CAROLINA BEACH — Covid-19 hit the Cape Fear region at a particularly significant time — the start of spring break — which usually marks the beginning of tourist season for beach towns across the area. It’s also the beginning of the end in terms of most government’s fiscal years and budget season.
Most governments operate on a fiscal year calendar for budget purposes as opposed to the standard January — December. In North Carolina, the fiscal year runs from July 1 — June 30, and most (if not all) governmental bodies follow the same calendar for their own budging purposes.
For a town like Carolina Beach which relies heavily on tourism to fuel its economy, the impacts of Covid-19 have yet to be fully felt, but they are being considered in this year’s upcoming budget. On Tuesday, Town Manager Bruce Oakley presented the Town Council with a budget message, which is actually less than Fiscal Year 2019–2020.
“As you all know there is a lot of uncertainty right now, economic uncertainty, preparing this budget was a little more difficult projecting revenues so what we have done is shown a budget that is a little lower than the last year, but it does not include a tax increase,” Oakley said.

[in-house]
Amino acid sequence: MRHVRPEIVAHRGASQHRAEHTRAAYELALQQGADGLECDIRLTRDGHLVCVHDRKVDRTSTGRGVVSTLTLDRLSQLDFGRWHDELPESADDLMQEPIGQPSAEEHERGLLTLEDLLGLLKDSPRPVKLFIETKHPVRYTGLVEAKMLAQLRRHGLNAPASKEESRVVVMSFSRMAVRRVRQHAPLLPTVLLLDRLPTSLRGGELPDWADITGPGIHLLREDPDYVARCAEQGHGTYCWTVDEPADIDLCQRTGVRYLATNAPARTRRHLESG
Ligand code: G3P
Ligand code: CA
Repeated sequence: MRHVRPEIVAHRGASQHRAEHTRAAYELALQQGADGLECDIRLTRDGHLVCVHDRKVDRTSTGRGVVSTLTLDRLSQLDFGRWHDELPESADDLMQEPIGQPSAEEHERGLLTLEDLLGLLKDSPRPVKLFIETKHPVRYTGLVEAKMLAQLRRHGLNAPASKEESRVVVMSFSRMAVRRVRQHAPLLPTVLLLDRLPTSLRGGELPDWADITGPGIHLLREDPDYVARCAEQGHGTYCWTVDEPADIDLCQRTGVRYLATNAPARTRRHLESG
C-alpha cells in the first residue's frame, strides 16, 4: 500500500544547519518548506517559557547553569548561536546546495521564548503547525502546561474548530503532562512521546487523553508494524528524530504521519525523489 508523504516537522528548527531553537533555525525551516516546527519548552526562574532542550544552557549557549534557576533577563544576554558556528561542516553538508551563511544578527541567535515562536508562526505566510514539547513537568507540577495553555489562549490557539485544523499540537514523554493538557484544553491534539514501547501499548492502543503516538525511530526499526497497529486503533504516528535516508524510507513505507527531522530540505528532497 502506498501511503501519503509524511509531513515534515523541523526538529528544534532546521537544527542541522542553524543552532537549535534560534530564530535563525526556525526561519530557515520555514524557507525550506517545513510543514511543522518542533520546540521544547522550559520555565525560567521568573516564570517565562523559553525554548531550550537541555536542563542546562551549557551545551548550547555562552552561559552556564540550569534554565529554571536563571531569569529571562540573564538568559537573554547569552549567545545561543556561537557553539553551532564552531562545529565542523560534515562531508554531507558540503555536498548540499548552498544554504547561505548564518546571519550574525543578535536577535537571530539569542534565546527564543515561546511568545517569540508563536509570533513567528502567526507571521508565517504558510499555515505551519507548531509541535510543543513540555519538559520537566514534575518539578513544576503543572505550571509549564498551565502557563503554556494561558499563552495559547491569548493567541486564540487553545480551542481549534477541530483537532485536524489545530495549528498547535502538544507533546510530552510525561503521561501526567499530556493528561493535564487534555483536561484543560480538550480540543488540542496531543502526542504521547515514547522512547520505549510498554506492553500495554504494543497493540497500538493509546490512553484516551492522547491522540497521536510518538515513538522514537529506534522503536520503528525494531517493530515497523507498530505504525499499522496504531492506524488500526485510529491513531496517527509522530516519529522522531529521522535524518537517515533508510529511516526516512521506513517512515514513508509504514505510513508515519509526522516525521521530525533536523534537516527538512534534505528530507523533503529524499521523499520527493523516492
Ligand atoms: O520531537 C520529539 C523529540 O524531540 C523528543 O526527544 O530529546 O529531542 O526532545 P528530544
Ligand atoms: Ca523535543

Not increasing taxes this year seems to be a trend among cities and counties in the region this year, presumably to help residents with Covid-19 financial issues.
The proposed budget for Fiscal Year 2020–2021 has the General Fund total slightly lower than last year’s at $15.44 million compared to $15.55 million while the utilities fund is also lower, down from $9.5 million to $8.9 million. The tax rate will remain at 24.5 cents per $100 worth of valuation.
In order to keep the town within its budget, Oakley said that staff is adjusting plans to limit spending, at least until the actual impact of Covid-19 is understood in terms of town finances.
“In this budget, we are delaying some spending, we may cut a lot of projects — we’re going to delay a lot of things to see how revenues come in … a lot of spending we would normally do in the beginning of the year we are going to delay,” Oakley said.
Things like hiring new employees, which is generally done at the start of a fiscal year, will take place mid-year to ensure the town has the resources to do so, he said.
Each year the town has the option to include a cost of living adjustment (COLA) raise for all of its employees, this year, that raise is going to be 1.8% — a small increase compared to what the town has provided in the past. Town staff will also have to wait until January to see the COLA raise Oakley said.
You can watch the full presentation by Oakley online and the Town Council will have another meeting before voting on the official budget in June.